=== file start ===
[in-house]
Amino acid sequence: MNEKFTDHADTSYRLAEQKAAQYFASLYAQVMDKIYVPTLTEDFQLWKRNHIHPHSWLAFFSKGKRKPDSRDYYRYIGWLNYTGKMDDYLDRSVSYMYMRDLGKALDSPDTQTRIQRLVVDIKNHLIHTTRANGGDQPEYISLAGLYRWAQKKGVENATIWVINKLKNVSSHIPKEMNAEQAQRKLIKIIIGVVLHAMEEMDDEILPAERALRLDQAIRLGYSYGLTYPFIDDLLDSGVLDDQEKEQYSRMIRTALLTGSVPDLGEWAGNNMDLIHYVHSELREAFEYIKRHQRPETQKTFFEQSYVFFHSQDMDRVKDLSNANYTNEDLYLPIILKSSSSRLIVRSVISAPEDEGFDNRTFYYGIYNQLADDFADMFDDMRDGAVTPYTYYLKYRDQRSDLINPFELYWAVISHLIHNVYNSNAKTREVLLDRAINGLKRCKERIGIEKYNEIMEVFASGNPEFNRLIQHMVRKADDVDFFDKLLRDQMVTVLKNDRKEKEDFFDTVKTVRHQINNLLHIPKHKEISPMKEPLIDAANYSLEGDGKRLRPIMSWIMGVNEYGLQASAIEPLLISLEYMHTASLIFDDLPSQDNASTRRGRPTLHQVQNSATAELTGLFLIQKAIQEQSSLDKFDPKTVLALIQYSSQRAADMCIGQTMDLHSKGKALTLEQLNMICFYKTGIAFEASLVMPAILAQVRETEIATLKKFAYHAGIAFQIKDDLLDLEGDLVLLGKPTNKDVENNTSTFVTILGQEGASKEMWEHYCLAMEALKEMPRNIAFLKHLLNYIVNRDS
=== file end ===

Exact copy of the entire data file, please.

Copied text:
[in-house]
Amino acid sequence: MNEKFTDHADTSYRLAEQKAAQYFASLYAQVMDKIYVPTLTEDFQLWKRNHIHPHSWLAFFSKGKRKPDSRDYYRYIGWLNYTGKMDDYLDRSVSYMYMRDLGKALDSPDTQTRIQRLVVDIKNHLIHTTRANGGDQPEYISLAGLYRWAQKKGVENATIWVINKLKNVSSHIPKEMNAEQAQRKLIKIIIGVVLHAMEEMDDEILPAERALRLDQAIRLGYSYGLTYPFIDDLLDSGVLDDQEKEQYSRMIRTALLTGSVPDLGEWAGNNMDLIHYVHSELREAFEYIKRHQRPETQKTFFEQSYVFFHSQDMDRVKDLSNANYTNEDLYLPIILKSSSSRLIVRSVISAPEDEGFDNRTFYYGIYNQLADDFADMFDDMRDGAVTPYTYYLKYRDQRSDLINPFELYWAVISHLIHNVYNSNAKTREVLLDRAINGLKRCKERIGIEKYNEIMEVFASGNPEFNRLIQHMVRKADDVDFFDKLLRDQMVTVLKNDRKEKEDFFDTVKTVRHQINNLLHIPKHKEISPMKEPLIDAANYSLEGDGKRLRPIMSWIMGVNEYGLQASAIEPLLISLEYMHTASLIFDDLPSQDNASTRRGRPTLHQVQNSATAELTGLFLIQKAIQEQSSLDKFDPKTVLALIQYSSQRAADMCIGQTMDLHSKGKALTLEQLNMICFYKTGIAFEASLVMPAILAQVRETEIATLKKFAYHAGIAFQIKDDLLDLEGDLVLLGKPTNKDVENNTSTFVTILGQEGASKEMWEHYCLAMEALKEMPRNIAFLKHLLNYIVNRDS